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Box

  • Place of origin:

    St. Albans (made)

  • Date:

    ca. 1130 (made)
    post 1130 (altered)

  • Artist/Maker:

    Unknown

  • Materials and Techniques:

    Walrus ivory with later silver mounts

  • Museum number:

    208-1874

  • Gallery location:

    Medieval & Renaissance, Room 8, The William and Eileen Ruddock Gallery, case 6

The imagery and style of the carving has been compared illuminations in the St Albans Psalter and the Bury Bible.
The original function of the box is not known.

The centaur was commonplace in Romanesque art, both as a representation of Sagittarius and as a symbol of moral struggle. In the latter connection the centaur had often been interpreted as standing for the two sides of man, his lower half connected with the baser animal instincts, the upper with his rational, benign nature.

Physical description

Oval box, walrus ivory with (later) silver mounts. On the front of the box are two men seared on lions (or lionesses?), holding scourges and bending backwards to bow to one another. On the other side are two centaurs with drawn bows, aiming away from one another. At each end is a small tree with two branches, one terminating in a flower, the other with a fruit. On the lid are foliage sprays in four compartments, with a plain moulding and a flat rectangular top, now covered with a sivler panel. The silver mounts probably of early 19th century date.

Place of Origin

St. Albans (made)

Date

ca. 1130 (made)
post 1130 (altered)

Artist/maker

Unknown

Materials and Techniques

Walrus ivory with later silver mounts

Dimensions

Height: 7.8 cm including lid, Width: 6.1 cm, Depth: 3.5 cm, Weight: 0.14 kg

Object history note

The imagery and style of the carving has been compared illuminations in the St Albans Psalter and the Bury Bible, so that a date between the execution of these two manuscripts, in around 1130, would seem most likely for the box. Katherine Bateman has attempted to explain the iconography as 'an allegorical statement of man's unending inner struggle, his fight against evil in the human soul', with the centaurs symbolising the two sides of man, those of good and evil, shooting arrows of temptation towards their victims.
from the catalogue for English Romanesque Art 1066-1200, Hayward Gallery London, 1984.
The silver mounts are probably of early 19th century date.
It is likely that the present front of the box was originally the back, due to some holes now filled with wood plugs.

Historical significance: The centaur was commonplace in Romanesque art, both as a representation of Sagittarius and as a symbol of moral struggle. In the latter connection the centaur had often been interpreted as standing for the two sides of man, his lower half connected with the baser animal instincts, the upper with his rational, benign nature.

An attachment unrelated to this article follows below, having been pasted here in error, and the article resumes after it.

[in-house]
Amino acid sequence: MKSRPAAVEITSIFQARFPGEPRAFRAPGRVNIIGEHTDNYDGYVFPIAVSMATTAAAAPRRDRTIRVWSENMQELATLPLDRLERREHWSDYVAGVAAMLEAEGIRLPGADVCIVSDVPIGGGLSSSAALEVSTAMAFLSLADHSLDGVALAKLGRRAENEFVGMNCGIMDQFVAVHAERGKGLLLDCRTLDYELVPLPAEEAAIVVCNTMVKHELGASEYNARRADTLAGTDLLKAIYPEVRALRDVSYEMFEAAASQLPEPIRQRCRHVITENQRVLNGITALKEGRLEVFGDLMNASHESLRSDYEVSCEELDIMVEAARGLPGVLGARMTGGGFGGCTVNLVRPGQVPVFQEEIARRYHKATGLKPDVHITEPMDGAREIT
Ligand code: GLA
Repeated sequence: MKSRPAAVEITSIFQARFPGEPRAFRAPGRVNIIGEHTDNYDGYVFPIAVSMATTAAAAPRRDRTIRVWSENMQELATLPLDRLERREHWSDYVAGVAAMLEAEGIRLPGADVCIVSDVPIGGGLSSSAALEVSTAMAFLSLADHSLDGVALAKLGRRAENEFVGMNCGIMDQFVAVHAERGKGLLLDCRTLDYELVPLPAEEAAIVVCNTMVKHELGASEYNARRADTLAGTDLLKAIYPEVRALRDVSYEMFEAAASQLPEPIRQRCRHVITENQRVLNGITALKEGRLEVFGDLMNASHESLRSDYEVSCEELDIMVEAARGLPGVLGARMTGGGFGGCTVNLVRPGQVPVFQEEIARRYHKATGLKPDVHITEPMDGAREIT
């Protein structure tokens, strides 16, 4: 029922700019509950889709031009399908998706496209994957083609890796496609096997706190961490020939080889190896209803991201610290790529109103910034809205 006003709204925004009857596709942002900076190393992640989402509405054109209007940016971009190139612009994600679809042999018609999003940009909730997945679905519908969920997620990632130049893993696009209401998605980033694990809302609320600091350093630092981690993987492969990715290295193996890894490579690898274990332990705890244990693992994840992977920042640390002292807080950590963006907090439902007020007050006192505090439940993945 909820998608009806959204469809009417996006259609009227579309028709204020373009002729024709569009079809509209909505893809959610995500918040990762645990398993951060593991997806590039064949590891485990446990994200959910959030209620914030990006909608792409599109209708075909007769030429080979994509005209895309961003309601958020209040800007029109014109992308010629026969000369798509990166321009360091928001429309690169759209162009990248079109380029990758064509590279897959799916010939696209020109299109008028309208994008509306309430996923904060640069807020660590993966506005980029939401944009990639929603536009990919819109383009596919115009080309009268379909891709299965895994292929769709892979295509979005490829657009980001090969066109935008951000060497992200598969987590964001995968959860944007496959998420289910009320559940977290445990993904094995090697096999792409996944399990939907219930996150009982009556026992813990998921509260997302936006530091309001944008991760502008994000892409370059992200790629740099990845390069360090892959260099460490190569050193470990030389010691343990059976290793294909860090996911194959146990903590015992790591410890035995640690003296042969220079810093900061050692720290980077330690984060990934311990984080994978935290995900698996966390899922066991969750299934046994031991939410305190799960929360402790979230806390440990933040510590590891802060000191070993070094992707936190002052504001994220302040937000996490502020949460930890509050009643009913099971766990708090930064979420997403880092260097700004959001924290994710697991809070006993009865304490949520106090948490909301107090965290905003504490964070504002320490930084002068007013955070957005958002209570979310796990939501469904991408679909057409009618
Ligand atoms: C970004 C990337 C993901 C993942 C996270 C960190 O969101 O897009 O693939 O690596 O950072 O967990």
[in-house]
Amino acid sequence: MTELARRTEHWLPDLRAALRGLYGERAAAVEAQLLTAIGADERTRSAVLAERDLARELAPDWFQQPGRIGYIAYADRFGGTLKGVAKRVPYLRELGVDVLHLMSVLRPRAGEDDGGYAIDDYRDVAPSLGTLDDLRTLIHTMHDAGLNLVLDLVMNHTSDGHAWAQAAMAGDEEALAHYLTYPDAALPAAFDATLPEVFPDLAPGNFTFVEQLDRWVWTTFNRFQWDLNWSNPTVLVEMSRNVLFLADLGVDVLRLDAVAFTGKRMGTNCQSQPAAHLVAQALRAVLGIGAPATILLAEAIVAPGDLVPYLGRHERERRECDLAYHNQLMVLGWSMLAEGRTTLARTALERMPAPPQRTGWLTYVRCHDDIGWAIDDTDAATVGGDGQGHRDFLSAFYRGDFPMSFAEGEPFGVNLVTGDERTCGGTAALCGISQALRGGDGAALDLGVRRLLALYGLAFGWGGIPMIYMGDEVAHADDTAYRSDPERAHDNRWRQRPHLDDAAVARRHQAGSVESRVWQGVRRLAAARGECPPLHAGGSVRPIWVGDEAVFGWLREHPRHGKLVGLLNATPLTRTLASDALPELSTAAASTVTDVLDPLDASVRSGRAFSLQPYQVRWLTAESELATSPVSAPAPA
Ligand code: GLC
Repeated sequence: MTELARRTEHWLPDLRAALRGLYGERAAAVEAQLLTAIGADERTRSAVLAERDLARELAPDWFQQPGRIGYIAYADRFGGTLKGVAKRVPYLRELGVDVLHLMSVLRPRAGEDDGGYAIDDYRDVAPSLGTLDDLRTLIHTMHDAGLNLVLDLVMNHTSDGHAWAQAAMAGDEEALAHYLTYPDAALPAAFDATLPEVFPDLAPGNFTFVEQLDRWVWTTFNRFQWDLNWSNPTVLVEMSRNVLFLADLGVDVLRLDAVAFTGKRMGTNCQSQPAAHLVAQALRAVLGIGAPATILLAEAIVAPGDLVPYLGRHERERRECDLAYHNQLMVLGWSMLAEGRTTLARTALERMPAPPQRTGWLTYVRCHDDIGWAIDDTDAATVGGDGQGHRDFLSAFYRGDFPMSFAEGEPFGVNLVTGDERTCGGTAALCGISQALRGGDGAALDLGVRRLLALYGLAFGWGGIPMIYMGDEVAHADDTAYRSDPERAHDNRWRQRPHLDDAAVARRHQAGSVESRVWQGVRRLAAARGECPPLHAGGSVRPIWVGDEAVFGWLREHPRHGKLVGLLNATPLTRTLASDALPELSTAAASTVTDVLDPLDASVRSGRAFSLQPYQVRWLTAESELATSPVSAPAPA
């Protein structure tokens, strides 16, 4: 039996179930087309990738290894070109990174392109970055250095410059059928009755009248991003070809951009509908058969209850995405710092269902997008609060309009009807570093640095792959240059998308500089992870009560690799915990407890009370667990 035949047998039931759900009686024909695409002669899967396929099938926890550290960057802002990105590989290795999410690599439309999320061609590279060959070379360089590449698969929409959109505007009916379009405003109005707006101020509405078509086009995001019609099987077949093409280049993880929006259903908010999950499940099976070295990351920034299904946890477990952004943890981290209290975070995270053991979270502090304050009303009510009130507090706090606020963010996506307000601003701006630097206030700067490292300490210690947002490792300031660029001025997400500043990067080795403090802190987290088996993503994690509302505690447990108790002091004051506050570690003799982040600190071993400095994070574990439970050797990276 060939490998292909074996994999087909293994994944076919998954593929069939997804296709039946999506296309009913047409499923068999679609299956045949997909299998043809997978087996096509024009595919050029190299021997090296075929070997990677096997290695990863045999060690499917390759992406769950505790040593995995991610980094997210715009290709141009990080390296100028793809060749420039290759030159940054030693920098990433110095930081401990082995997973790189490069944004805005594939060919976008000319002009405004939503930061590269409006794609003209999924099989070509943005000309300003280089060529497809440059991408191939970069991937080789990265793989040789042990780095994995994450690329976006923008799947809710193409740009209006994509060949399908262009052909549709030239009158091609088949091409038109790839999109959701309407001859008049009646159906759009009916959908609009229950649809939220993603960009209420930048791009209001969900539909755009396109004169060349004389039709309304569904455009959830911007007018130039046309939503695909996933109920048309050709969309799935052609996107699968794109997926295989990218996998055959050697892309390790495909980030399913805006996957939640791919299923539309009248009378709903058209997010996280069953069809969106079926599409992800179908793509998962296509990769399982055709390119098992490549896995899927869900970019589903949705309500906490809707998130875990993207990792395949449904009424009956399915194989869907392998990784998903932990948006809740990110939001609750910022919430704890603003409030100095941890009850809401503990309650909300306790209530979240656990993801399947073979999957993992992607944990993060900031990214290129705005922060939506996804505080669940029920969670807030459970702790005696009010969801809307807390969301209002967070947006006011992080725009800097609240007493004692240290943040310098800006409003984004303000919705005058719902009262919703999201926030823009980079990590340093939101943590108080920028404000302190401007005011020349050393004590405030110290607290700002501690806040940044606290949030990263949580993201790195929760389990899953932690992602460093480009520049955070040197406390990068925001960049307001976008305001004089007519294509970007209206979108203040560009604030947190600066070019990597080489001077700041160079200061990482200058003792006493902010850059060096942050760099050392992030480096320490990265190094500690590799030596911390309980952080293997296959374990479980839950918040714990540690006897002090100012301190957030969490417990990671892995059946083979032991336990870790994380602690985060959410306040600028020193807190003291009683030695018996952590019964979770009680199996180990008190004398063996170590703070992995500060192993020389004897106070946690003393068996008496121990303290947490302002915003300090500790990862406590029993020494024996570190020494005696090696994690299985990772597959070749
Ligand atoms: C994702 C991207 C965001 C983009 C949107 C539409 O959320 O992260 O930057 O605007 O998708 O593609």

Historical context note

The original function of the box is not known.

Descriptive line

Box, oval, walrus ivory with (later) silver mounts, decorated with carved figures, lions and centaurs, England (St Albans), ca. 1150

Bibliographic References (Citation, Note/Abstract, NAL no)

List of Objects in the Art Division, South Kensington, Acquired During the Year 1874, Arranged According to the Dates of Acquisition. London : Printed by George E. Eyre and William Spottiswoode for H.M.S.O. p. 16.
Longhurst, Margaret H. Catalogue of Carvings in Ivory. London: Published under the Authority of the Board of Education, 1927-1929. Part I. p. 90.
Cf. Swarzenski, H. Monuments of Romanesque Art. 1955. pl. 121. fig. 277. English; c. 1130.
Beckwith, John. A Game of Draughts. In: Martin, Kurt and Soehner, Halldor, eds. Studien zur Geschichte der europäischen Plastik : Festschrift Theodor Müller zum 19. April 1965. München : Hirmer, 1965. pp. 31-36.
Bateman, Katherine. [Ph. D. dissertation] St. Albans: the Ivory and Manuscript Workshop. University of Michigan, 1976. pp. 55-59.
Williamson, Paul. Ivory Carvings in English Treasuries before the Reformation. In: Buckton, David, ed. Studies in medieval art and architecture : presented to Peter Lasko. Dover: Sutton, 1994. P. 193.
Goldschmidt, A. Die Elfenbeinskulpturen aus der romanischen Zeit. XI. Bis XIII. Jahrhundert, (Elfenbeinskulpturen IV), Berlin, 1926 (reprinted, Berlin, 1975), cat. no. 71, pl. XVIII
Beckwith, J. Ivory Carvings in Early Medieval England, London, 1972, p. 74, cat. no. 64, figs. 124-26
Gaborit-Chopin, Danielle. Ivoires du Moyen Age. Fribourg, 1978, pp. 107, 198-99, fig. 151
Williamson, Paul. "Ivory Carvings in English Treasuries Before the Reformation". In: Buckton, David and Heslop, T.A., eds. Studies in Medieval Art and Architecture presented to Peter Lasko. Dover: Sutton, 1994, p. 193
Williamson, Paul. Medieval Ivory Carvings. Early Christian to Romanesque. London, V&A Publishing, Victoria and Albert Museum, 2010, pp. 390-3, cat.no. 98

Production Note

silver mounts probably from the ealry 19th century

Materials

Ivory; Silver

Subjects depicted

Arrows; Whips (animal equipment); Centaurs; Bows; Men; Lions

Categories

Sculpture; Containers

Collection

Sculpture Collection

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